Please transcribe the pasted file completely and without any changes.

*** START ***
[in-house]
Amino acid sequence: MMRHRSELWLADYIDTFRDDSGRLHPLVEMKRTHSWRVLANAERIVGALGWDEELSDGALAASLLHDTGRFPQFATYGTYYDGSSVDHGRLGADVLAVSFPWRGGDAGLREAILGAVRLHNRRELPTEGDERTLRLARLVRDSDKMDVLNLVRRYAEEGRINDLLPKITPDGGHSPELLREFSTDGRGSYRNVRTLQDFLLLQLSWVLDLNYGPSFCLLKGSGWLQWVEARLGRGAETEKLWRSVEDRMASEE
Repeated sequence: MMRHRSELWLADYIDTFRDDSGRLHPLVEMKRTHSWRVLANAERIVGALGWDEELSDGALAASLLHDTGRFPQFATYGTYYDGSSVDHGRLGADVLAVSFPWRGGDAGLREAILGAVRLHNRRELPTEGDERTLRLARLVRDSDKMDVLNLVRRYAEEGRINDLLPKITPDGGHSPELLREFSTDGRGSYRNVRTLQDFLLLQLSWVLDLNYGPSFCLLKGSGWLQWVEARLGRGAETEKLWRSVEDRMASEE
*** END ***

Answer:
[in-house]
Amino acid sequence: MMRHRSELWLADYIDTFRDDSGRLHPLVEMKRTHSWRVLANAERIVGALGWDEELSDGALAASLLHDTGRFPQFATYGTYYDGSSVDHGRLGADVLAVSFPWRGGDAGLREAILGAVRLHNRRELPTEGDERTLRLARLVRDSDKMDVLNLVRRYAEEGRINDLLPKITPDGGHSPELLREFSTDGRGSYRNVRTLQDFLLLQLSWVLDLNYGPSFCLLKGSGWLQWVEARLGRGAETEKLWRSVEDRMASEE
Repeated sequence: MMRHRSELWLADYIDTFRDDSGRLHPLVEMKRTHSWRVLANAERIVGALGWDEELSDGALAASLLHDTGRFPQFATYGTYYDGSSVDHGRLGADVLAVSFPWRGGDAGLREAILGAVRLHNRRELPTEGDERTLRLARLVRDSDKMDVLNLVRRYAEEGRINDLLPKITPDGGHSPELLREFSTDGRGSYRNVRTLQDFLLLQLSWVLDLNYGPSFCLLKGSGWLQWVEARLGRGAETEKLWRSVEDRMASEE